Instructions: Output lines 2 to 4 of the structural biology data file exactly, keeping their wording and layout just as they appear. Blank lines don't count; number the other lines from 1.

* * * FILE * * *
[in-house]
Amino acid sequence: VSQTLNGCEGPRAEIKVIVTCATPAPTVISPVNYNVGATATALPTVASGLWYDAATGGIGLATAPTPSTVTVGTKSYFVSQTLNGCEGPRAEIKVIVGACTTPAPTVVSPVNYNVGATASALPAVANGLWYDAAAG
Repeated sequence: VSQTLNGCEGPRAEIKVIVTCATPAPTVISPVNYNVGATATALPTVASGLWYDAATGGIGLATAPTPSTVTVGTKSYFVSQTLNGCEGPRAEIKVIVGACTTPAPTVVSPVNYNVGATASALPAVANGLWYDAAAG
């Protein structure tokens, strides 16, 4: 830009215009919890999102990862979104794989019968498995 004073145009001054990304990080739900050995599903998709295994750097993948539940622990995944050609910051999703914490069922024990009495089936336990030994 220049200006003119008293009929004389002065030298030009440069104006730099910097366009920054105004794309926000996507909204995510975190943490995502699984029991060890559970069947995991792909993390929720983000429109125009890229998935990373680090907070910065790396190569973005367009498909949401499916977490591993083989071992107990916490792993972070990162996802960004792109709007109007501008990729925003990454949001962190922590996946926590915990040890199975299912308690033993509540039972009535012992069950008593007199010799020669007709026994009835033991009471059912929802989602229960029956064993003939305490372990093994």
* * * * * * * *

Amino acid sequence: VSQTLNGCEGPRAEIKVIVTCATPAPTVISPVNYNVGATATALPTVASGLWYDAATGGIGLATAPTPSTVTVGTKSYFVSQTLNGCEGPRAEIKVIVGACTTPAPTVVSPVNYNVGATASALPAVANGLWYDAAAG
Repeated sequence: VSQTLNGCEGPRAEIKVIVTCATPAPTVISPVNYNVGATATALPTVASGLWYDAATGGIGLATAPTPSTVTVGTKSYFVSQTLNGCEGPRAEIKVIVGACTTPAPTVVSPVNYNVGATASALPAVANGLWYDAAAG
């Protein structure tokens, strides 16, 4: 830009215009919890999102990862979104794989019968498995 004073145009001054990304990080739900050995599903998709295994750097993948539940622990995944050609910051999703914490069922024990009495089936336990030994 220049200006003119008293009929004389002065030298030009440069104006730099910097366009920054105004794309926000996507909204995510975190943490995502699984029991060890559970069947995991792909993390929720983000429109125009890229998935990373680090907070910065790396190569973005367009498909949401499916977490591993083989071992107990916490792993972070990162996802960004792109709007109007501008990729925003990454949001962190922590996946926590915990040890199975299912308690033993509540039972009535012992069950008593007199010799020669007709026994009835033991009471059912929802989602229960029956064993003939305490372990093994």